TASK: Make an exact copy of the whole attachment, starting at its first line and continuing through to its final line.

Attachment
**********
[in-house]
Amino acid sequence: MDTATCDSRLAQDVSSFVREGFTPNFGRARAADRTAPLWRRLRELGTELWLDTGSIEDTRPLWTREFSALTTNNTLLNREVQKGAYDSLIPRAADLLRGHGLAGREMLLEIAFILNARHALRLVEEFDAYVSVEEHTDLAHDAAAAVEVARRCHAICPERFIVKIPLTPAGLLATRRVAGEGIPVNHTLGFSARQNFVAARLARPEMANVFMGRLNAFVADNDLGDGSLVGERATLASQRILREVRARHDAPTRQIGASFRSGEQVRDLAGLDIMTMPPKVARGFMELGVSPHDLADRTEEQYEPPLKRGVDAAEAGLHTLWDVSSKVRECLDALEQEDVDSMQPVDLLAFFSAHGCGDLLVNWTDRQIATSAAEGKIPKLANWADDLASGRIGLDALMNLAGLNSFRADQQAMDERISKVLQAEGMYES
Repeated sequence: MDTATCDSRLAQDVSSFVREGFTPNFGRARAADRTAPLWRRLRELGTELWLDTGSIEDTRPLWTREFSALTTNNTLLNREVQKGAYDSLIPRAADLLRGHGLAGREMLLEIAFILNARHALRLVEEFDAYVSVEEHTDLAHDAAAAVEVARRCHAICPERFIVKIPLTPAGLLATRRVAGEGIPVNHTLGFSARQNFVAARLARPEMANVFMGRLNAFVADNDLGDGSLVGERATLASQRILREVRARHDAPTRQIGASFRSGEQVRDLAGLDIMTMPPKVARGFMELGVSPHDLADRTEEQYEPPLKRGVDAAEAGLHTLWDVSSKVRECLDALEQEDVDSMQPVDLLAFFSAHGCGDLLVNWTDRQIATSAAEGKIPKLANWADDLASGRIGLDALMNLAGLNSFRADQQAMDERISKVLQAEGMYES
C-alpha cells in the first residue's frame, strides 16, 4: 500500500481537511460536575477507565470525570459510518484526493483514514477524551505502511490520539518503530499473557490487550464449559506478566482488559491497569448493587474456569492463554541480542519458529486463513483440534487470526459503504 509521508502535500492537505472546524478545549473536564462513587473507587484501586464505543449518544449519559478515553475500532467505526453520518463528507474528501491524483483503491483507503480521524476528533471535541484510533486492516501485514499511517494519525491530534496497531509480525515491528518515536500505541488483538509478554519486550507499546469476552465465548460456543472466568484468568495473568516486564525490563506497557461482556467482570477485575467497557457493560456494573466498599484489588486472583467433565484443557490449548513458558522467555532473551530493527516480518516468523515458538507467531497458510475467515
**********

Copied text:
[in-house]
Amino acid sequence: MDTATCDSRLAQDVSSFVREGFTPNFGRARAADRTAPLWRRLRELGTELWLDTGSIEDTRPLWTREFSALTTNNTLLNREVQKGAYDSLIPRAADLLRGHGLAGREMLLEIAFILNARHALRLVEEFDAYVSVEEHTDLAHDAAAAVEVARRCHAICPERFIVKIPLTPAGLLATRRVAGEGIPVNHTLGFSARQNFVAARLARPEMANVFMGRLNAFVADNDLGDGSLVGERATLASQRILREVRARHDAPTRQIGASFRSGEQVRDLAGLDIMTMPPKVARGFMELGVSPHDLADRTEEQYEPPLKRGVDAAEAGLHTLWDVSSKVRECLDALEQEDVDSMQPVDLLAFFSAHGCGDLLVNWTDRQIATSAAEGKIPKLANWADDLASGRIGLDALMNLAGLNSFRADQQAMDERISKVLQAEGMYES
Repeated sequence: MDTATCDSRLAQDVSSFVREGFTPNFGRARAADRTAPLWRRLRELGTELWLDTGSIEDTRPLWTREFSALTTNNTLLNREVQKGAYDSLIPRAADLLRGHGLAGREMLLEIAFILNARHALRLVEEFDAYVSVEEHTDLAHDAAAAVEVARRCHAICPERFIVKIPLTPAGLLATRRVAGEGIPVNHTLGFSARQNFVAARLARPEMANVFMGRLNAFVADNDLGDGSLVGERATLASQRILREVRARHDAPTRQIGASFRSGEQVRDLAGLDIMTMPPKVARGFMELGVSPHDLADRTEEQYEPPLKRGVDAAEAGLHTLWDVSSKVRECLDALEQEDVDSMQPVDLLAFFSAHGCGDLLVNWTDRQIATSAAEGKIPKLANWADDLASGRIGLDALMNLAGLNSFRADQQAMDERISKVLQAEGMYES
C-alpha cells in the first residue's frame, strides 16, 4: 500500500481537511460536575477507565470525570459510518484526493483514514477524551505502511490520539518503530499473557490487550464449559506478566482488559491497569448493587474456569492463554541480542519458529486463513483440534487470526459503504 509521508502535500492537505472546524478545549473536564462513587473507587484501586464505543449518544449519559478515553475500532467505526453520518463528507474528501491524483483503491483507503480521524476528533471535541484510533486492516501485514499511517494519525491530534496497531509480525515491528518515536500505541488483538509478554519486550507499546469476552465465548460456543472466568484468568495473568516486564525490563506497557461482556467482570477485575467497557457493560456494573466498599484489588486472583467433565484443557490449548513458558522467555532473551530493527516480518516468523515458538507467531497458510475467515